"Last year, Dr. Philip Skell, Emeritus Evan Pugh Professor at Pennsylvania State University and a member of the U. S. National Academy of Sciences, wrote in The Scientist that he"

"examined the outstanding biodiscoveries of the past century: the discovery of the double helix; the characterization of the ribosome; the mapping of genomes; research on medications and drug reactions; improvements in food production and sanitation; the development of new surgeries; and others. I even queried biologists working in areas where one would expect the Darwinian paradigm to have most benefited research, such as the emergence of resistance to antibiotics and pesticides. Here, as elsewhere, I found that Darwin's theory had provided no discernible guidance, but was brought in, after the breakthroughs, as an interesting narrative gloss."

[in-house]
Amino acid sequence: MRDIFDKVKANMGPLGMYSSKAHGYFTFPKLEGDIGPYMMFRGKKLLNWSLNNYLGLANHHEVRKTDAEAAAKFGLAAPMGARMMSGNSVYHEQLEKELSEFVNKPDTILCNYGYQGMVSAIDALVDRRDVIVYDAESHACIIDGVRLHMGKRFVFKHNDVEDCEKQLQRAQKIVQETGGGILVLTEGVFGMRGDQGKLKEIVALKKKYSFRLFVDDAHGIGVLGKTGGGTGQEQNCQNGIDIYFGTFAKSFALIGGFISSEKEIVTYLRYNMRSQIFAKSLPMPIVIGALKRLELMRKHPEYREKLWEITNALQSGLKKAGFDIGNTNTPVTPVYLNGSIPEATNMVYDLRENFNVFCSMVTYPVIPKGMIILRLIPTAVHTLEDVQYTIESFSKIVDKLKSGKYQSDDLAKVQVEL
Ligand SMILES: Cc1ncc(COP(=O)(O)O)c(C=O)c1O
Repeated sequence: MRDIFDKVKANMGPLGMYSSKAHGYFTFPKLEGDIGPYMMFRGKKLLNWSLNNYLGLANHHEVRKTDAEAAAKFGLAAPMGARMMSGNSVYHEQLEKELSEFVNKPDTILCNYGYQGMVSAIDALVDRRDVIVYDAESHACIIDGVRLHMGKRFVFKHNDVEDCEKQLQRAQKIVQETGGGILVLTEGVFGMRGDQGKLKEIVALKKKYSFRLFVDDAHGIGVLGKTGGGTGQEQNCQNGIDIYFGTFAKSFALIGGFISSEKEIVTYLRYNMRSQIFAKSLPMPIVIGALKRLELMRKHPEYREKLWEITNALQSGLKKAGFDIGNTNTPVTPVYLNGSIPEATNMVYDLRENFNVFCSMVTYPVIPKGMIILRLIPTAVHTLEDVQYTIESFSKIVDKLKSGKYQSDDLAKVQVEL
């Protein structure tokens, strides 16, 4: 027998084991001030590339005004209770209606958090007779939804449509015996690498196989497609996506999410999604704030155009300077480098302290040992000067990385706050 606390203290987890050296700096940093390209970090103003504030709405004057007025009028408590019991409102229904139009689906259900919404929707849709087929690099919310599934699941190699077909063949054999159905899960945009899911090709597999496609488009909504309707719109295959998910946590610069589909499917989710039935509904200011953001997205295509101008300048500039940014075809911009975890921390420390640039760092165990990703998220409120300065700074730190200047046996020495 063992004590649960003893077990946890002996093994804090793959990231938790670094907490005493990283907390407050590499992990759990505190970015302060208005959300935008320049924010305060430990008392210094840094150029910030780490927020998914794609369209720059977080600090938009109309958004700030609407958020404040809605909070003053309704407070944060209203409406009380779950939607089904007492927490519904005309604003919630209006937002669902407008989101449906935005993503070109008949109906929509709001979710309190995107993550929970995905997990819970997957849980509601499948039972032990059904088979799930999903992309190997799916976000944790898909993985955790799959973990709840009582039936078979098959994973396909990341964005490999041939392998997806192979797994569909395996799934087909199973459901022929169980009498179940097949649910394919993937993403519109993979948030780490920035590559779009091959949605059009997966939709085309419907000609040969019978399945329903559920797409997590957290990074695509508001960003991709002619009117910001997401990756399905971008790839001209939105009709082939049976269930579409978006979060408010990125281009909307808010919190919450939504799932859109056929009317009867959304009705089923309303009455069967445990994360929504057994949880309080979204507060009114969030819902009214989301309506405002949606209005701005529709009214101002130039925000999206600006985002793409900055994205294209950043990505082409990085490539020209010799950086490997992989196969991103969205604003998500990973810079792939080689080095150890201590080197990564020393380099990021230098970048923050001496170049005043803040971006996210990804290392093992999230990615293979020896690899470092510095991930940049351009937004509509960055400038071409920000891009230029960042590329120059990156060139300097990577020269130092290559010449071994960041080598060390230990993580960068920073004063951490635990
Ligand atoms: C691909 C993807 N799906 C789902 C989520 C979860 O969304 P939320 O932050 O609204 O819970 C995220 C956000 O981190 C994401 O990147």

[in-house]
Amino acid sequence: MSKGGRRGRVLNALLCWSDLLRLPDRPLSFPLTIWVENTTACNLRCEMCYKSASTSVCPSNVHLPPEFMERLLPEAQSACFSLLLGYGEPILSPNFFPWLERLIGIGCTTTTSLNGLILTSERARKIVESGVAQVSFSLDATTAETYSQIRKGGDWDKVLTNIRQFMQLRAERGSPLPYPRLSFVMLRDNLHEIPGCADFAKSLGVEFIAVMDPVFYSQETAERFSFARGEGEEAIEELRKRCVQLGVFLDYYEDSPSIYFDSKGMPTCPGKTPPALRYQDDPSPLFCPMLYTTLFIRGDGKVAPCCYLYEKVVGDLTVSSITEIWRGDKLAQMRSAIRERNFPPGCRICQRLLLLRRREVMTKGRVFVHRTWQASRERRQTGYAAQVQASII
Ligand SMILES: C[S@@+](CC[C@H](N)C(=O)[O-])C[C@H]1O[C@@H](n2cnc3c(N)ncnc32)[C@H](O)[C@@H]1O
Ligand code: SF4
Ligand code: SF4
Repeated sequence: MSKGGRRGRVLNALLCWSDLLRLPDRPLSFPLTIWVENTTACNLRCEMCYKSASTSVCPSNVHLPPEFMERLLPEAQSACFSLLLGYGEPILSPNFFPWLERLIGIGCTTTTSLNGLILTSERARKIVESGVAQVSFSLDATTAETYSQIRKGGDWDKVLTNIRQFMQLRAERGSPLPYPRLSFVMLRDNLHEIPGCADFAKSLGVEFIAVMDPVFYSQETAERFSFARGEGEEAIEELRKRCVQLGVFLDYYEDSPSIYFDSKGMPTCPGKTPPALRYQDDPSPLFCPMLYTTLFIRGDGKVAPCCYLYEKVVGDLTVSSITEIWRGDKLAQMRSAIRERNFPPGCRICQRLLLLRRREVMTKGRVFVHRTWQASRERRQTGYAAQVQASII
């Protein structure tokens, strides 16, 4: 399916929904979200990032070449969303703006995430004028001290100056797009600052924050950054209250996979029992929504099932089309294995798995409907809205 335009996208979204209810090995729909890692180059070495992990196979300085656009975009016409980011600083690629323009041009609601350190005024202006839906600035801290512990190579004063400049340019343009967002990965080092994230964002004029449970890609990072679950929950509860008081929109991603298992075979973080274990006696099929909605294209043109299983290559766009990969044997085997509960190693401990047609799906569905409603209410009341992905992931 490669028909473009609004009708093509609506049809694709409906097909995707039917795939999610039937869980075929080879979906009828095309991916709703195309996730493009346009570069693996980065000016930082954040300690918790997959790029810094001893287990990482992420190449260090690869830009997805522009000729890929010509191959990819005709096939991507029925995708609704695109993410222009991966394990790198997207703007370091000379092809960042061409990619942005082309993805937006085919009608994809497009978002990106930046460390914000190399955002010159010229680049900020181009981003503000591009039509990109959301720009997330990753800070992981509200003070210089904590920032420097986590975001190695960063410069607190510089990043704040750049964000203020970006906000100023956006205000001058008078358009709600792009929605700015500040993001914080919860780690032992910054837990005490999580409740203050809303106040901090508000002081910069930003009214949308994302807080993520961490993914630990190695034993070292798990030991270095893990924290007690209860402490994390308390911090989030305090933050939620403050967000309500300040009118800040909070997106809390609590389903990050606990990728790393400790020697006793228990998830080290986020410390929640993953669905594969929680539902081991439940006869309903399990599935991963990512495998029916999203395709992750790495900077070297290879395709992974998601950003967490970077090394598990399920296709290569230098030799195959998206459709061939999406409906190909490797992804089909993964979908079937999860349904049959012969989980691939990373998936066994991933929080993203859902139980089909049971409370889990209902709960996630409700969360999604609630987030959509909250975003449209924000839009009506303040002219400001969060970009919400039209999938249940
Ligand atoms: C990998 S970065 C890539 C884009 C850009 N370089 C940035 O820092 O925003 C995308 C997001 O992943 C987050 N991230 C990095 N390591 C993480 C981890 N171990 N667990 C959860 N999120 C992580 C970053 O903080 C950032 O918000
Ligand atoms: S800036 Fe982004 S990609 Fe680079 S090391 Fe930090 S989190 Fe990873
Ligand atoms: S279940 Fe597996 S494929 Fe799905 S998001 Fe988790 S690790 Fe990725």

That's my take as well. Natural selection is brought in to explain results rather than as a guide toward them.